Best Practice for Static Resource Deployment

I’m having a general application design question regarding static resources of my application.

Problem

I have a web application that serves a server-rendered react app, so it serves html, js, css and images.

New application versions are deployed with a rolling release, so for a short amount of time pods of the old and new application are live at the same time until the new pods are fully started up. Since we don’t use sticky pods, requests go randomly to old and new pods during this time.

Now the issue is that the old and new application version have different sets of html, js, css and image resources. So an initial browser request might get the html from the new pods, but subsequent requests from the browser to load js, css and image files might go to the old pods, causing some 404s and resulting in a broken webpage in the user’s browser.

Since we have client-routing, the page might even break if the user requested the page before the deployment and did client navigation after the deployment.

Our current solution

Our current solution is to serve all static resources from an Nginx server where we upload the static resources before deploying the new application version. Our assets have a hash in their filename, so the urls are unambiguous across application versions. And we keep older assets of previous application versions for some time on the Nginx server, so it has static resources for multiple application versions available. Our load balancer routes requests for static resources directly to the Nginx server.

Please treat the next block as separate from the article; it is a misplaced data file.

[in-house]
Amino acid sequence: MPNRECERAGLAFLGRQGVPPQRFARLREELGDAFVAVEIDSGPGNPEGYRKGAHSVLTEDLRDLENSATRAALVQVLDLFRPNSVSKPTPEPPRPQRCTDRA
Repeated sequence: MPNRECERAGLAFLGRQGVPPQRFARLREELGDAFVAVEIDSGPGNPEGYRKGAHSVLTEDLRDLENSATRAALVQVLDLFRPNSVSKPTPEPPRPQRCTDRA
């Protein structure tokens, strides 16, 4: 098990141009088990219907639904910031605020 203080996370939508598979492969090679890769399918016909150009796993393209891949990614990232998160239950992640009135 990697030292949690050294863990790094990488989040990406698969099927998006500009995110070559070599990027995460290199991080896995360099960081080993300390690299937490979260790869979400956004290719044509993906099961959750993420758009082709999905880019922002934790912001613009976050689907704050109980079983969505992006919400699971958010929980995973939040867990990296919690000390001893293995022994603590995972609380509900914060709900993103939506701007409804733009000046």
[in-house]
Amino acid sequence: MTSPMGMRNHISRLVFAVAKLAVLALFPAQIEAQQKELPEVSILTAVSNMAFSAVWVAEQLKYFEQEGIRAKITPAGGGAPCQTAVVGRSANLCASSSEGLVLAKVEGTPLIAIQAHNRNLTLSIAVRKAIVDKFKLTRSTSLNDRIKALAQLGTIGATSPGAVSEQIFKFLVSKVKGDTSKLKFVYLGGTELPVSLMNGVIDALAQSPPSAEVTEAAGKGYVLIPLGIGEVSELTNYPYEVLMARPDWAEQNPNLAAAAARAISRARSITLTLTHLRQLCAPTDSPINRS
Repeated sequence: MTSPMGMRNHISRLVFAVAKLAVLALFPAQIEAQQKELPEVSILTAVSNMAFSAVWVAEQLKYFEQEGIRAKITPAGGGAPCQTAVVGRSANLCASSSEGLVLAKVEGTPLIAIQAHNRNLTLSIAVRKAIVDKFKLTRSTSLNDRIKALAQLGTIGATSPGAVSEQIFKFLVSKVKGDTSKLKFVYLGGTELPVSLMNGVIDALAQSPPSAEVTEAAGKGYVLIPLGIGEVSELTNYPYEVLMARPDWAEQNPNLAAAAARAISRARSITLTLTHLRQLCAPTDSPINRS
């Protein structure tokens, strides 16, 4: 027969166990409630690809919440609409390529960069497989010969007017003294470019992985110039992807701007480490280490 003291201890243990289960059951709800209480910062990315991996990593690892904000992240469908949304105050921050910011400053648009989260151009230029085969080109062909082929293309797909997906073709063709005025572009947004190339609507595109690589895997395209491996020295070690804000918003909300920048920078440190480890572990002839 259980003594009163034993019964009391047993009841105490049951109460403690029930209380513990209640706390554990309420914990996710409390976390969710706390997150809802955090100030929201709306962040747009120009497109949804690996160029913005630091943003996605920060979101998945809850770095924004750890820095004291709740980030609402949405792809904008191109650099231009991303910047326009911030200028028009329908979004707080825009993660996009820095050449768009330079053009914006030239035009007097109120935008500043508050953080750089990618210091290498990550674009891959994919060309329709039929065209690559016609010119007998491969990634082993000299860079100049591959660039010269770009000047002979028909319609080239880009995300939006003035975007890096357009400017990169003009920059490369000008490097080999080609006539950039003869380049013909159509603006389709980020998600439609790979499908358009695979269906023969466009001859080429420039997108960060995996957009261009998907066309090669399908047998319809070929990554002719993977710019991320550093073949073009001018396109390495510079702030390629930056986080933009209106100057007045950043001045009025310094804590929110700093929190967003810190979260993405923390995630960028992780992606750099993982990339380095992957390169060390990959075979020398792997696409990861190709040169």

This solution works great, but it’s a bit annoying to having to upload the resources in a separate step before the helm deployment of our new application version.

Note that we also could use a CDN instead of Nginx, but it is not necessary for our very locally used website and it wouldn’t change the principle.

A discarded solution

One discarded solution was to use the Nginx as a reverse-proxy. This had 2 downsides: 1. we would need to implement pod stickiness so Nginx can fetch resources for cache misses when currently a deployment is going on and pods from multiple versions are active at the same time. And 2. If we deploy a new application version before the Nginx reverse-proxy has cached all possible resources, and then this resource is requested by a client who did some client-routing, it would result in a 404, again breaking the webpage in the user’s browser.

A desired solution

It would be nice if we could just deploy our application with helm and have the cache work automatically. Maybe some Nginx pod that is part of the application helm chart and gets its cache warmed automatically during deployment? Not sure if something like this is possible.

I also thought about initContainers and doing the cache server deployment in there, but that would run for every pod which is a bit impractical when having a lot of pods for one application, or when using dynamic upscaling.

I’m open for wildly different suggestions too :slight_smile: